Aurora, IL Nixes Law Limiting Speech Under Pressure from League

Aurora City Council 

Attorney Lance Malina defends new ordinance to the Aurora, IL City Council [Photo by Matt Yonke]

When the City Council of Aurora, Illinois gathered at 6:00 p.m. on Tuesday, one of the items on the agenda was an amendment to the City’s peddling and soliciting ordinance that would muzzle free speech by requiring advance notice and a permit from the City in order to distribute any kind of written material. The Pro-Life Action League was there to protect free speech.

The proposed changes flagrantly violate the First and Fourteenth Amendments to the US Constitution, as was clearly shown in the 2002 case of Watchtower Society v. Stratton where Jehovah’s Witnesses objected to an ordinance in the upstate New York village of Stratton which would have required a permit for the canvassing activities for which Jehovah’s Witnesses are so well known.

Justice John Paul Stevens wrote the majority decision in that case, in which he said the following:

It is offensive, not only to the values protected by the First Amendment, but to the very notion of a free society, that in the context of everyday public discourse a citizen must first inform the government of her desire to speak to her neighbors and then obtain a permit to do so.

Surprise Legal Representative Defends Ordinance

I came to the meeting along with League Executive Director Eric Scheidler ready to speak to the council regarding the ordinance changes.

We were surprised to see that Aurora’s Corporation Counsel, attorney Alayne Weingartz, was not present at the meeting as she usually is. In her place was attorney Lance Malina from Klein, Thorpe and Jenkins, Aurora’s outside legal counsel.

When it came time for Eric and me to speak on the peddling ordinance, Aurora Mayor Tom Weisner asked if we would first allow comments from Malina to clarify what he thought were some misunderstandings about the ordinance. Malina then explained how he saw the ordinance as perfectly constitutional in that it does not require a permit for speaking or handing out literature to neighbors who receive it willingly. The only aspect of speech that would be affected would be leaving literature on the door of people who are not home.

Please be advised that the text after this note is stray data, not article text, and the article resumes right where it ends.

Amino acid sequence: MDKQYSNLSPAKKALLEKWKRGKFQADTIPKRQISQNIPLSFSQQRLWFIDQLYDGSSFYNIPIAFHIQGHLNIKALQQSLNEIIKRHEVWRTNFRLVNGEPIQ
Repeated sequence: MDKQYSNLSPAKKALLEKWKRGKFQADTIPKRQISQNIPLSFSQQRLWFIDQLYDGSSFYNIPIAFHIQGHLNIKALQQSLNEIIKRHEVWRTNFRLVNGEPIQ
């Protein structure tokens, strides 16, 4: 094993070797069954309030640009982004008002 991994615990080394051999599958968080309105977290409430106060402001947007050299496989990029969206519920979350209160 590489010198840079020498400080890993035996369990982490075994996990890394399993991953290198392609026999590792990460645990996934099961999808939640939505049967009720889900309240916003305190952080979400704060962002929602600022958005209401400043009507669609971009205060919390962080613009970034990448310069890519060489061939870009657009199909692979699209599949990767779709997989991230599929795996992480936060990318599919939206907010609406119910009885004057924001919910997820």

But this act of leaving literature for someone to read at their convenience is one of the fundamental acts protected in the Watchtower v. Stratton decision: the right to anonymous speech.

League Representatives Address the Council

After Malina’s comments I delivered the Council a letter from our attorneys at the Thomas More Society stating that in their opinion the ordinance was in flagrant violation of the First and Fourteenth amendments and that, if it was to pass, a lawsuit would be filed in Federal Court “before the ink dries.” Attached to the letter was the full text of Justice Stevens’ decision in Watchtower v. Stratton. Read the full letter here [PDF].

After I read the letter, Eric Scheidler gave his remarks to the council in which he reminded them that in two previous public hearings, members of the public had spoken out against the changes because of the First Amendment implications, but the city had taken none of that into consideration in their revisions of the ordinance.

Eric said:

I understand the Council’s desire to respond to citizen’s complaints about litter from unwanted advertising circulars, which the amended ordinance is intended to remedy. But requiring citizens to obtain a permit before exercising their First Amendment rights is not the way to do it.

Justice Stevens called it “offensive.” It is also fiscally irresponsible, as it will certainly involve the City in costly litigation. Please vote NO on the amended peddling ordinance.

Council Debates Ordinance at Great Length

After his comments the council asked questions of Malina and debated the ordinance among themselves for over 30 minutes before deciding that the ordinance had serious flaws as written and needed to be sent back to the Government Operations Committee for serious revisions under the guidance of legal counsel taking the Watchtower v. Stratton case into account.

We’re happy that the ordinance did not even make it to a vote before the Council, but we’ll be keeping a vigilant eye on it as it goes through the revision process to be sure that our rights to fight abortion and everyone’s right to free speech in Aurora are not violated.

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